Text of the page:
Morning Call: pick of the papers

The ten must-read comment pieces from this morning's papers.

1. Nothing can be made cheaper painlessly (Independent)

Ed Miliband implies we should be affronted that in a recession people find it harder to make ends meet, writes John Rentoul

2. It's been a long time coming, but at last they're reining in the chuggers, the scourge of our high streets (Independent)

The girls extract money through tactical simpering, the boys favour an Elizabethan fool-style jiggle, writes Grace Dent.

3. Exporting the NHS won't make it better (Independent)

The NHS has a global reputation not because it's a brand, but because it's free, writes Mark Steel.

4. Don't lose sight of why the US is out to get Julian Assange (Guardian)

Ecuador is pressing for a deal that offers justice to Assange's accusers – and essential protection for whistleblowers

5. The west's hypocrisy over Pussy Riot is breathtaking (Guardian)

Our courts now jail at the drop of a headline – for stealing water or abuse sent on Twitter. So who are we to condemn Russia?

6. Everyone's talking about rape (Guardian)

So why do so few of these commentators appear to have the first clue what it actually is? Writes Hadley Freeman.

7. Honours: how to decide who deserves that little extra (Telegraph)

Our honours system will never satisfy everyone, but it meets an important need, writes Douglas Hurd.

8. Forget the politics and build George Orwell a statue (Telegraph)

The greatest British journalist of his day should be honoured at the BBC’s new Broadcasting House, writes Joan Bakewell.

9. Why do we need to pay billions of pounds for big projects? (Financial Times)

The current estimate for the cost of the Olympics in 2012 is £11bn, writes John Kay.

10. George Galloway, Todd Akin and other male politicians still getting it wrong on rape. (Telegraph)

Women are fed up with male politicians on both sides of the Atlantic diminishing this serious crime, writes Louise Mench.

 

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Europe's elections show why liberals should avoid fatalism

France, Germany and the Netherlands suggest there is nothing inevitable about the right's advance.

Humans are unavoidably pattern-seeking creatures. We give meaning to disparate events where little or none may exist. So it is with Brexit and Donald Trump. The proximity of these results led to declarations of liberalism's demise. After decades of progress, the tide was said to have unavoidably turned.

Every election is now treated as another round in the great duel between libralism and populism. In the Netherlands, the perennial nativist Geert Wilders was gifted outsize attention in the belief that he could surf the Brexit-Trump wave to victory. Yet far from triumphing, the Freedom Party finished a distant second, increasing its seats total to 20 (four fewer than in 2010). Wilders' defeat was always more likely than not (and he would have been unable to form a government) but global events gifted him an aura of invincibility.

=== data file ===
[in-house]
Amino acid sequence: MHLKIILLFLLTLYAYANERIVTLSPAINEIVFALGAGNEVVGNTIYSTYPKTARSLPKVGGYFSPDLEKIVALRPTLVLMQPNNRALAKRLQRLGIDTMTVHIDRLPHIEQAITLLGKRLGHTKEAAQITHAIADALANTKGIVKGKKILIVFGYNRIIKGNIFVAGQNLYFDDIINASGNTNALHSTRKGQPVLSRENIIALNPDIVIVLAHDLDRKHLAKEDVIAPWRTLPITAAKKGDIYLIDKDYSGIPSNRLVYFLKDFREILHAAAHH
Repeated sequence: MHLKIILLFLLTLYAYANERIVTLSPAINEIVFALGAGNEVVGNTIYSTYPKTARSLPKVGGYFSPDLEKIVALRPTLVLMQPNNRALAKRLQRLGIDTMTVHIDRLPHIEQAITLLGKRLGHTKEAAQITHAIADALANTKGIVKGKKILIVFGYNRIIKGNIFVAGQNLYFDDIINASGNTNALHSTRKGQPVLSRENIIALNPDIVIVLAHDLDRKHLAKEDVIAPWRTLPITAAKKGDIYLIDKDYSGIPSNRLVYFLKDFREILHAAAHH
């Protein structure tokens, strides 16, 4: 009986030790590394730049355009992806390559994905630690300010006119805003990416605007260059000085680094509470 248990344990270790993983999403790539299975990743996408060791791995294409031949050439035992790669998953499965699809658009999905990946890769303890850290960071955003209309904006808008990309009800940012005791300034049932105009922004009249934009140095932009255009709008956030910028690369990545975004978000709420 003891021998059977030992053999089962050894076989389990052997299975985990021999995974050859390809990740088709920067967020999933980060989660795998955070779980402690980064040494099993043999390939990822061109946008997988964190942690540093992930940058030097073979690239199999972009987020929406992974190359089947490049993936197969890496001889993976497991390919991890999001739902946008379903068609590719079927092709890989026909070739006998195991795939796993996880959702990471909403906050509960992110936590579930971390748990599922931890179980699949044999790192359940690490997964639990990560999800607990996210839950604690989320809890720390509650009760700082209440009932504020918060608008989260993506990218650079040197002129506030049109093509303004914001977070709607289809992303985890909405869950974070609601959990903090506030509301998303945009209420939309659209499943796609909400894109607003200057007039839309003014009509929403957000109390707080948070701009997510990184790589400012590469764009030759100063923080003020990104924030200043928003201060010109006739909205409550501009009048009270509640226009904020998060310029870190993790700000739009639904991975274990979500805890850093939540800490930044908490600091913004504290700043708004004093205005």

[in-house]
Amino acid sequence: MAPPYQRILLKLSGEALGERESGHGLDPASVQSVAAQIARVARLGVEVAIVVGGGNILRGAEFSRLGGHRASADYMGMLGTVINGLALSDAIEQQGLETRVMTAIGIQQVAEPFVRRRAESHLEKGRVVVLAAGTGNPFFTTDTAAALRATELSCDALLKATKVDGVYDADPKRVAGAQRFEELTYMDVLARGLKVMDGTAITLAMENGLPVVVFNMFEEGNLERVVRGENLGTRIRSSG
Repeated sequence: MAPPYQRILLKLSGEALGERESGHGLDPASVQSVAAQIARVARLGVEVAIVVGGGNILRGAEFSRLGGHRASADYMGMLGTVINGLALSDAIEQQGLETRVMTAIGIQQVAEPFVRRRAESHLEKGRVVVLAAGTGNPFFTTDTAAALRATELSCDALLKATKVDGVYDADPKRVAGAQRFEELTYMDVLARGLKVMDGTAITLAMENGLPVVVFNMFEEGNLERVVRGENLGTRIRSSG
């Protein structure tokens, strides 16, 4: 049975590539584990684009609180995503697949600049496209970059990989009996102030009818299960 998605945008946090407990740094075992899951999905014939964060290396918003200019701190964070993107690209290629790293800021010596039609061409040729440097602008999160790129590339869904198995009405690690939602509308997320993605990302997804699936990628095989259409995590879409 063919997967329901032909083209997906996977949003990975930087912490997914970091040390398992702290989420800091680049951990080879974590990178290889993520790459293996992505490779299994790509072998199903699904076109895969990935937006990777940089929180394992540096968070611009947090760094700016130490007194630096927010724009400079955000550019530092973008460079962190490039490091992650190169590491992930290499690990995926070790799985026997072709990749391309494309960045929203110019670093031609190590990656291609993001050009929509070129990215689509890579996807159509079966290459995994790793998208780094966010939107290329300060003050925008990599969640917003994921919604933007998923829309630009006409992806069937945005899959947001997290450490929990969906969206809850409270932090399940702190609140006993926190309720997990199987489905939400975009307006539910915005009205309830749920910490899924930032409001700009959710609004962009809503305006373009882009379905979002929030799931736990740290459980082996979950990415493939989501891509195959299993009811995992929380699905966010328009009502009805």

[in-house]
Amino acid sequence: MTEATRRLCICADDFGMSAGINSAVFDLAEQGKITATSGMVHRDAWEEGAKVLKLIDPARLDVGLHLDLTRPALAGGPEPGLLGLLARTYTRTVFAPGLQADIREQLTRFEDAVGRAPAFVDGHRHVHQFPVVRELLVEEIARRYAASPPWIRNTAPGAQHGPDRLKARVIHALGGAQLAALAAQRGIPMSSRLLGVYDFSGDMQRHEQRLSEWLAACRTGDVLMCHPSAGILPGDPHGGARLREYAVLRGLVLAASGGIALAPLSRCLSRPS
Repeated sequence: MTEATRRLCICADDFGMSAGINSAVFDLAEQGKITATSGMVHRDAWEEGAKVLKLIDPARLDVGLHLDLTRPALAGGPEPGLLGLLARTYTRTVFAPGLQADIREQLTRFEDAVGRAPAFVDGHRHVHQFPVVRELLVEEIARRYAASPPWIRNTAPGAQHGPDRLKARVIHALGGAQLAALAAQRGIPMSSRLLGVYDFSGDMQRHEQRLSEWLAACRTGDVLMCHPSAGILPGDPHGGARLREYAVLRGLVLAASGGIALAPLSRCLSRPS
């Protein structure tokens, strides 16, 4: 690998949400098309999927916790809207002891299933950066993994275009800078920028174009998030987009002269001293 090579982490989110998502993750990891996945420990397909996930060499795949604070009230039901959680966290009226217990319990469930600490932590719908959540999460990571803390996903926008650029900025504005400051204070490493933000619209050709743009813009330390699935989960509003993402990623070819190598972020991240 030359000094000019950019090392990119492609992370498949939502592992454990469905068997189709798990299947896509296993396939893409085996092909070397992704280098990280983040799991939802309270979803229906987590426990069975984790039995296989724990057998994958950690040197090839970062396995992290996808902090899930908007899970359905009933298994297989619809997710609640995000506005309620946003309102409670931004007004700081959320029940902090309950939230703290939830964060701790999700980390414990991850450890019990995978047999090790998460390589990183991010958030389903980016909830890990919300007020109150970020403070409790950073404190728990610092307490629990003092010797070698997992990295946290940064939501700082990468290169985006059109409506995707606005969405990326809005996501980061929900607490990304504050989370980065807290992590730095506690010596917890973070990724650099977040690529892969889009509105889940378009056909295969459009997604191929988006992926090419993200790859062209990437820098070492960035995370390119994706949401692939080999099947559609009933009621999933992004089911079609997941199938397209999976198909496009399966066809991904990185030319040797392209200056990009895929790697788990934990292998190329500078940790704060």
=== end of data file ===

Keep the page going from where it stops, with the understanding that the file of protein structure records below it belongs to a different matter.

In France, for several years, Marine Le Pen has been likely to make the final round of the next presidential election. But it was only after Brexit and Trump's election that she was widely seen as a potential victor. As in 2002, the front républicain is likely to defeat the Front National. The winner, however, will not be a conservative but a liberal. According to the post-Trump narrative, Emmanuel Macron's rise should have been impossible. But his surge (albeit one that has left him tied with Le Pen in the first round) suggests liberalism is in better health than suggested.

In Germany, where the far-right Alternative für Deutschland was said to be remorselessly advancing, politics is returning to traditional two-party combat. The election of Martin Schulz has transformed the SPD's fortunes to the point where it could form the next government. As some Labour MPs resign themselves to perpeutal opposition, they could be forgiven for noting what a difference a new leader can make.

2016 will be forever remembered as the year of Brexit and Trump. Yet both events could conceivably have happened in liberalism's supposed heyday. The UK has long been the EU's most reluctant member and, having not joined the euro or the Schengen Zone, already had one foot outside the door. In the US, the conditions for the election of a Trump-like figure have been in place for decades. For all this, Leave only narrowly won and Hillary Clinton won three million more votes than her opponent. Liberalism is neither as weak as it is now thought, nor as strong as it was once thought.

George Eaton is political editor of the New Statesman.